China Strengthens Presence On Border With North Korea

Updated on

According to reports, Chinese soldiers have been sent to the border with North Korea to prevent trespassers entering Chinese territory.

Troops from the People’s Liberation Army (PLA) have been sent to the northeastern Jilin province to increase the military presence along the border with North Korea. Stations along the border have generally been manned by border guards until this time, writes Elizabeth Shim for UPI.

Troop movements reported by anonymous source

The report cites a source close to the developments, who told Radio Free Asia that troops were being sent to the usually quiet, agricultural area. According to South Korean newspaper Chosun Ilbo, the new arrangements appear to be permanent. The source spoke on condition of anonymity.

Beijing has recently been constructing a series of new installations along the border in response to a growing number of attacks on Chinese nationals in settlements along the Tumen River.

A short while ago, PLA soldiers shot and killed a man who entered China illegally from North Korea. Back in April this year, three Chinese citizens were killed by North Korean soldiers in the town of Helong, China. Four ethnic Korean-Chinese were also killed by North Korean forces in December 2014, according to China.

Officials in Beijing rarely talk about North Korean migrants who enter China for work. However South Korean newspaper Asia Business cites the source as saying that the presence of the PLA in the border zone could signify a desire to fortify the area against the sudden arrival of a wave of refugees from North Korea.

Potential North Korean defectors discouraged from entering China

PLA soldiers “are everywhere” in the borderlands, said the source. China currently has soldiers stationed facing the North Korean cities of Musan and Hoeryong, which are situated in the border province of Onsong.

An increasing number of crimes are being committed in Chinese territory by North Korean citizens, a phenomenon which irritates officials in Beijing. The increased military presence should go some way to improving the security situation in Chinese border towns, which are an attractive target for North Koreans struggling to survive in their isolated country.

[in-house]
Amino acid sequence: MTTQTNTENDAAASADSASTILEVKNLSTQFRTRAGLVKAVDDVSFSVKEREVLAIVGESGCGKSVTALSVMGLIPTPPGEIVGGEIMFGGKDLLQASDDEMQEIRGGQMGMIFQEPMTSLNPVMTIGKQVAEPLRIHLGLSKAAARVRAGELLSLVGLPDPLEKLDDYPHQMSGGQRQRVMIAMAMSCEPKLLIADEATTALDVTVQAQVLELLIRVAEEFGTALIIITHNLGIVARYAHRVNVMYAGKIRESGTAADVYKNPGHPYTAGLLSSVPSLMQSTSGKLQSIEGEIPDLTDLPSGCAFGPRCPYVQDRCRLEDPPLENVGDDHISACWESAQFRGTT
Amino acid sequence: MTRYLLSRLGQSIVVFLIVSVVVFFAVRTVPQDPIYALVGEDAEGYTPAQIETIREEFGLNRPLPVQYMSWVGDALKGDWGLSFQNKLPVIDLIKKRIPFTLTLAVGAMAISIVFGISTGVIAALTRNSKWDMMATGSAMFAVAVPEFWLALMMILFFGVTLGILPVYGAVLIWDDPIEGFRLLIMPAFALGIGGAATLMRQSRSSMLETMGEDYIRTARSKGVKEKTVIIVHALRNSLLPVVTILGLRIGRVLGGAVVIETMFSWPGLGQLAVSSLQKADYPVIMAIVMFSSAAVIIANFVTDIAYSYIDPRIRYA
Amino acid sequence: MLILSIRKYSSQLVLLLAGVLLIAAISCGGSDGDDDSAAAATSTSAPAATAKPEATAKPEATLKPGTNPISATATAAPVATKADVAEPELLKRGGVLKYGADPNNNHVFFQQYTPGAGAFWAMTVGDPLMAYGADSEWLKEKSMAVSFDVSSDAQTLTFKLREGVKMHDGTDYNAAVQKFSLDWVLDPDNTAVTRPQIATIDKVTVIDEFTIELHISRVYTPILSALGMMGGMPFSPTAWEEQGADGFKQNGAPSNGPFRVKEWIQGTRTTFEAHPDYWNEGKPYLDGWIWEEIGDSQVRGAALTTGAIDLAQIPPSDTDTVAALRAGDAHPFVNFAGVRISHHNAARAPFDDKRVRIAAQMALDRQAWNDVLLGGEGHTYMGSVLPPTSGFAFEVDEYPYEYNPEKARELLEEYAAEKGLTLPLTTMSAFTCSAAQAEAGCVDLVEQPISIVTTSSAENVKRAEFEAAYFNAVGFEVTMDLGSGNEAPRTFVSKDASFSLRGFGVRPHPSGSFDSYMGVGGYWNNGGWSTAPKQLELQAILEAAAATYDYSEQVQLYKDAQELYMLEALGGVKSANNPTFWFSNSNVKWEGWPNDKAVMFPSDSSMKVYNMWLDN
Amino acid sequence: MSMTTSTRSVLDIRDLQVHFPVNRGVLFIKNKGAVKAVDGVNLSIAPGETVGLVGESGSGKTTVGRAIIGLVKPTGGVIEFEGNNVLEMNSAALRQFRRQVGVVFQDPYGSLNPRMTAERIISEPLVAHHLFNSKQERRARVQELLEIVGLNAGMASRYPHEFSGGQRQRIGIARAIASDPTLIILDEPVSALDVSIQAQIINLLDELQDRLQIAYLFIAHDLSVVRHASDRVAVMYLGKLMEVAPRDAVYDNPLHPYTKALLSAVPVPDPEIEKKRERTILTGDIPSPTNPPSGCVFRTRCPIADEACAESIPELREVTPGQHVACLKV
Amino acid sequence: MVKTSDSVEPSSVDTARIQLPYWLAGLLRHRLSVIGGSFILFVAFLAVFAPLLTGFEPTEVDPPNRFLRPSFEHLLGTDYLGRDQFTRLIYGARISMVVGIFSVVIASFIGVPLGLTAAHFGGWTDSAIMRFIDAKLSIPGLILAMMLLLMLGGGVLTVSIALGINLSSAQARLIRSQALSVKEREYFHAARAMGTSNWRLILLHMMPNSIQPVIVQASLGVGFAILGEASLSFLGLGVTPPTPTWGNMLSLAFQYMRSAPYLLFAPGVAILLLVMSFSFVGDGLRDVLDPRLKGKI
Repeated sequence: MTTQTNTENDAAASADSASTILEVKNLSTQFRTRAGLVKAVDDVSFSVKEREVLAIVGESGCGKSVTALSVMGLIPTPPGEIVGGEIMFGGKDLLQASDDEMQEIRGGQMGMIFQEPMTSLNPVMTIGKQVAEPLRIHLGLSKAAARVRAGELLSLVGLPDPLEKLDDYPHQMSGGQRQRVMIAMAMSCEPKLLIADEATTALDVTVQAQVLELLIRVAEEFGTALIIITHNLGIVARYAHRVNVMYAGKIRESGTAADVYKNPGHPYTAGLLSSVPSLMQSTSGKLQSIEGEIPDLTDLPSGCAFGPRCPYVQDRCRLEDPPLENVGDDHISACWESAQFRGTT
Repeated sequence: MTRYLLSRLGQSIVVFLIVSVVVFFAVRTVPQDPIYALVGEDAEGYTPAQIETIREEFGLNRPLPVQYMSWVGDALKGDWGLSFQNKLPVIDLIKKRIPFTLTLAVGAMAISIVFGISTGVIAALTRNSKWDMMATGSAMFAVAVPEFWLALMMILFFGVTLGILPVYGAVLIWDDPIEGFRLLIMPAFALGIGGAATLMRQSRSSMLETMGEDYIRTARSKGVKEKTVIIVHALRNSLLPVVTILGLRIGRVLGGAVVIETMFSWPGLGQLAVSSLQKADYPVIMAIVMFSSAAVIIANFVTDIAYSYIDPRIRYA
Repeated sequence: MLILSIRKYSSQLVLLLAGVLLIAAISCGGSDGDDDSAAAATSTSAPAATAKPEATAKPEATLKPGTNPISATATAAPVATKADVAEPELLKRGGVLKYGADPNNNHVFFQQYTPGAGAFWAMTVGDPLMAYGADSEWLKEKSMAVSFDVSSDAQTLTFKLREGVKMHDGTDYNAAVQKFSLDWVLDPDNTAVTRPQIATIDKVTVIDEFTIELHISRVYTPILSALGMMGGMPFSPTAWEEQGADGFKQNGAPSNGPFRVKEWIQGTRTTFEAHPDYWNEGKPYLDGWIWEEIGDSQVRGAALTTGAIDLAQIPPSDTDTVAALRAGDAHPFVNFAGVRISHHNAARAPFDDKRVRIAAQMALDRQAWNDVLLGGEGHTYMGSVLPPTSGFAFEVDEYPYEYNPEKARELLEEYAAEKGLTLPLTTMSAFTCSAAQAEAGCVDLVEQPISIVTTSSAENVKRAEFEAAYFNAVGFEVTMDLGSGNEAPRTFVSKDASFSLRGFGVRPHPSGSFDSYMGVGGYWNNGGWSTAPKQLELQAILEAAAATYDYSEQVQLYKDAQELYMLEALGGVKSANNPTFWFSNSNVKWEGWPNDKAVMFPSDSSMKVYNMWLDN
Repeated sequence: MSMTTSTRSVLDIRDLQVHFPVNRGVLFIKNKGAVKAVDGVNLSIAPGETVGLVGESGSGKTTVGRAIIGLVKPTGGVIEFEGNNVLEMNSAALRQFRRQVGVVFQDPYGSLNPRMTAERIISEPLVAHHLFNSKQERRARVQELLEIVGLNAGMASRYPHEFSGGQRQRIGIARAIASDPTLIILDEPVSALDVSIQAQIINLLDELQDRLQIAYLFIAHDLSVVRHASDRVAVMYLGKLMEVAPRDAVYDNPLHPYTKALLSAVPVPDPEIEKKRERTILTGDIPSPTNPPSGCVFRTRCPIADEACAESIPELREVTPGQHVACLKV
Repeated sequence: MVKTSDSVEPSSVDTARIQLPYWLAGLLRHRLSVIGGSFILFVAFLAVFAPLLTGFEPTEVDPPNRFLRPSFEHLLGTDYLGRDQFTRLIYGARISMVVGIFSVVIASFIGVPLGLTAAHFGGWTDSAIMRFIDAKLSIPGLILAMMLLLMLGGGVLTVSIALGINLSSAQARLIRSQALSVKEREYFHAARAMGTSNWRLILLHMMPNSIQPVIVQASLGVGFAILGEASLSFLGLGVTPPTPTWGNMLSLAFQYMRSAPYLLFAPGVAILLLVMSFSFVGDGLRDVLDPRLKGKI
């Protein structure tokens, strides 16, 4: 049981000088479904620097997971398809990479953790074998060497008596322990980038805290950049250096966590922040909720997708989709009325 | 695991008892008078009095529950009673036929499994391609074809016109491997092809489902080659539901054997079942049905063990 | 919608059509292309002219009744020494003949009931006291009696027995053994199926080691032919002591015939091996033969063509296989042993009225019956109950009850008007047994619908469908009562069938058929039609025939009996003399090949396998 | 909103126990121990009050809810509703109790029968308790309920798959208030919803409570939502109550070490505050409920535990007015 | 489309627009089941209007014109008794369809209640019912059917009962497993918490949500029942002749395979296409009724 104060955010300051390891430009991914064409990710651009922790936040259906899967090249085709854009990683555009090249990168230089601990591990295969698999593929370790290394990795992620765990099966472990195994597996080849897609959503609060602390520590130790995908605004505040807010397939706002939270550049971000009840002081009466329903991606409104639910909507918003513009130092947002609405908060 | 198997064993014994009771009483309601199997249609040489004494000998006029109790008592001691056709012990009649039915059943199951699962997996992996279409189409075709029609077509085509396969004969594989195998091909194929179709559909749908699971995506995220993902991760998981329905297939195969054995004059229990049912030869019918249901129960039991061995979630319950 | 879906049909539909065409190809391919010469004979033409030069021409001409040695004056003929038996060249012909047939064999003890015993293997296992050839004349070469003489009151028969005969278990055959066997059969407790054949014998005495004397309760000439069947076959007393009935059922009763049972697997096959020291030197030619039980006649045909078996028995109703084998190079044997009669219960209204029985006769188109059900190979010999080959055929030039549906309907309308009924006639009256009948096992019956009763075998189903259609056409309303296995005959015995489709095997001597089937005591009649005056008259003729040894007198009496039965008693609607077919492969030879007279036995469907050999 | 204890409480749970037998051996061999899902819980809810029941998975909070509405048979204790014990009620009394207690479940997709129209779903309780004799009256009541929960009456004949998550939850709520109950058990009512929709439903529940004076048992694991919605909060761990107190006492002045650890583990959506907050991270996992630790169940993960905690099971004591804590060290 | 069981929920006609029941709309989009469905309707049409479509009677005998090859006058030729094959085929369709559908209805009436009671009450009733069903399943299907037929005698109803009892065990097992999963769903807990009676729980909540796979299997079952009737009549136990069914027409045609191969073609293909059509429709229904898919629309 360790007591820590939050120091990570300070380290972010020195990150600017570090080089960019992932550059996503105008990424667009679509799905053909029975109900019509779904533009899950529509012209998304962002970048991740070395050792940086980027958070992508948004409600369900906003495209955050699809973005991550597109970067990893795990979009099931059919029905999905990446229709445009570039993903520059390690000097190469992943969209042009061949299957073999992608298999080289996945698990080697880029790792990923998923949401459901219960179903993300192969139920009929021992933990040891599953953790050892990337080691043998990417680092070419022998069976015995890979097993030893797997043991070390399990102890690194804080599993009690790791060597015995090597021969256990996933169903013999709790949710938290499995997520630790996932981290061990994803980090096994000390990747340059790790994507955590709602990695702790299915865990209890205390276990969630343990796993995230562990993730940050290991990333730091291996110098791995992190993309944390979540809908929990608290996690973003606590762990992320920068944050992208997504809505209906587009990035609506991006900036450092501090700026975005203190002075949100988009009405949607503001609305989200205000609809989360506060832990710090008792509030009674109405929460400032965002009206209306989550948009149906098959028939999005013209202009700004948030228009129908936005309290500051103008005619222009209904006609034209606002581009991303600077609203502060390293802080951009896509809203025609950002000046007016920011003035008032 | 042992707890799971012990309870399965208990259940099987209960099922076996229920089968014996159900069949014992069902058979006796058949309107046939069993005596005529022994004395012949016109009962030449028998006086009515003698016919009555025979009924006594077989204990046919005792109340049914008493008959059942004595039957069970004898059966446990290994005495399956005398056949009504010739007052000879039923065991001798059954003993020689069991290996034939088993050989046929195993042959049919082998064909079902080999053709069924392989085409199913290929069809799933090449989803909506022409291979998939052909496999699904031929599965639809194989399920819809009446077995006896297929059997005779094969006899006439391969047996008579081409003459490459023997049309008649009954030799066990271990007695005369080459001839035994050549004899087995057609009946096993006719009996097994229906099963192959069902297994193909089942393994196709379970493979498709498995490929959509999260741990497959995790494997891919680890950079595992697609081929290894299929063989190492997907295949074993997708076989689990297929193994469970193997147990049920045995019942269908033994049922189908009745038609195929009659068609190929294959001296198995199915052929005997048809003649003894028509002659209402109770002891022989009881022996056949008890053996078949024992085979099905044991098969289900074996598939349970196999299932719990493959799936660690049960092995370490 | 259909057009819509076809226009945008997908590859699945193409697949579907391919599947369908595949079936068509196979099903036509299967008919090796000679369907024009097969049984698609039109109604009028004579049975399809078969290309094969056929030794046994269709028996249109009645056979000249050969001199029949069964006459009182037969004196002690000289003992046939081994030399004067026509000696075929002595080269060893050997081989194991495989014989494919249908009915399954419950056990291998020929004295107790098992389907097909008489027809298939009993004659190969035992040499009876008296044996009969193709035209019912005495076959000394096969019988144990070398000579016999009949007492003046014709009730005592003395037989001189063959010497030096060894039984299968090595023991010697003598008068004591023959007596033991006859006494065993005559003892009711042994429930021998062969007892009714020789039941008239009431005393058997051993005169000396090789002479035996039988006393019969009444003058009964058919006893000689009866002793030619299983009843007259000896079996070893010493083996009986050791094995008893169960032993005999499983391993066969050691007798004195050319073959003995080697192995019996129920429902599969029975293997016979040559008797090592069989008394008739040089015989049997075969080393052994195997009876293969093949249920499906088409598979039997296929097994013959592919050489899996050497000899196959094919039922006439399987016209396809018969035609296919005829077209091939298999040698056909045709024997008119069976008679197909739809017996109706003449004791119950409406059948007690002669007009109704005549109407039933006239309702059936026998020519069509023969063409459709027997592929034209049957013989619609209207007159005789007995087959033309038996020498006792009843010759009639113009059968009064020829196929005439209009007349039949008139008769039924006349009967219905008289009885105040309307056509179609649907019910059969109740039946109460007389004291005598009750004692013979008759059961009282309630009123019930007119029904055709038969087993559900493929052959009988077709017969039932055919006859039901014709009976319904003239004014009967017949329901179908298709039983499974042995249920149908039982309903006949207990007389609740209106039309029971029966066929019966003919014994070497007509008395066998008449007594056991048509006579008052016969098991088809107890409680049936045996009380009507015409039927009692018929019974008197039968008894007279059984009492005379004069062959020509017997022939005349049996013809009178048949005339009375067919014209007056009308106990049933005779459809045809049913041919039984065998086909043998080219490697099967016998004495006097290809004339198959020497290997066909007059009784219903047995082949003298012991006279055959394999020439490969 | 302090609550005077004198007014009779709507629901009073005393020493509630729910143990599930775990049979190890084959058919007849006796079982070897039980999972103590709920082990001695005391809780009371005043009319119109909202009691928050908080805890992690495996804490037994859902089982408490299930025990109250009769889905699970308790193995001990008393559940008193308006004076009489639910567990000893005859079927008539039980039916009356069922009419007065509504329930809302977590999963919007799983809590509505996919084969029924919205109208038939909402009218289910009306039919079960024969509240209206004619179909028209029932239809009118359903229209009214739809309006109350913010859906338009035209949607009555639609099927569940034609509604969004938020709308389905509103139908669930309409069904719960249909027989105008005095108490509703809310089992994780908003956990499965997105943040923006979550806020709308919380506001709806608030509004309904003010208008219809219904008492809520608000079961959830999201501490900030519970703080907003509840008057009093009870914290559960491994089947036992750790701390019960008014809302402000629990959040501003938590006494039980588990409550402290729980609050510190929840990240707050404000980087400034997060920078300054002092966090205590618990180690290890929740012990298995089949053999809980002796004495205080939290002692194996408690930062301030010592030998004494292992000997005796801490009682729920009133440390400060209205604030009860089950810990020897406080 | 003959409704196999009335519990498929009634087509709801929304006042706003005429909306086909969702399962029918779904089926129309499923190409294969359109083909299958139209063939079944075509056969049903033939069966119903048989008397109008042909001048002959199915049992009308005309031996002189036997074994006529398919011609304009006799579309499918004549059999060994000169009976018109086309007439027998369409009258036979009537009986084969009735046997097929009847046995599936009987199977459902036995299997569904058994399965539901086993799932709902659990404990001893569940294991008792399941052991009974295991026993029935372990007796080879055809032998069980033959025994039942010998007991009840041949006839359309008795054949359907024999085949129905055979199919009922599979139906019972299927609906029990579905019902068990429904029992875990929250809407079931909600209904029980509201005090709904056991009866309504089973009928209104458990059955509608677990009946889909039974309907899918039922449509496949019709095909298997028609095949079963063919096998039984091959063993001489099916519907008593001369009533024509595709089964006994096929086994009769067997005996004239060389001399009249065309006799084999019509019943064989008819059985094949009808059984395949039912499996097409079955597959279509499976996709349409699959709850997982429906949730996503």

The chances of successfully crossing the Tumen River into China would appear to be better than attempting to enter South Korea via the heavily militarized DMZ, but recent developments should discourage any potential migrants. The shooting of the illegal immigrant in China and the fact that Beijing is sending soldiers to the region should act as a warning sign to those North Koreans planning an escape.

No end in sight for North Korea tensions

Despite the fact that there are many North Koreans living quietly in north-eastern China, Beijing has a long track record of sending immigrants back to North Korea. China has been criticized for sending defectors back, where they face torture, prison time or death for their attempted defection.

Successful escapees may go on to enjoy a better life than they previously had in North Korea, but the full might of Pyongyang’s dictatorship is sure to come down on their family and friends. Authorities are thought to harass and pressurize associates of the defectors even if they had no idea about the planned escape.

China sending troops to its border with North Korea may discourage immigrants from crossing the Tumen River, but it does nothing to address the reasons for which they want to leave. Beijing could improve the situation along its border by clarifying its complicated relationship with Pyongyang, and attempting to end the tension between North Korea and the outside world.

Leave a Comment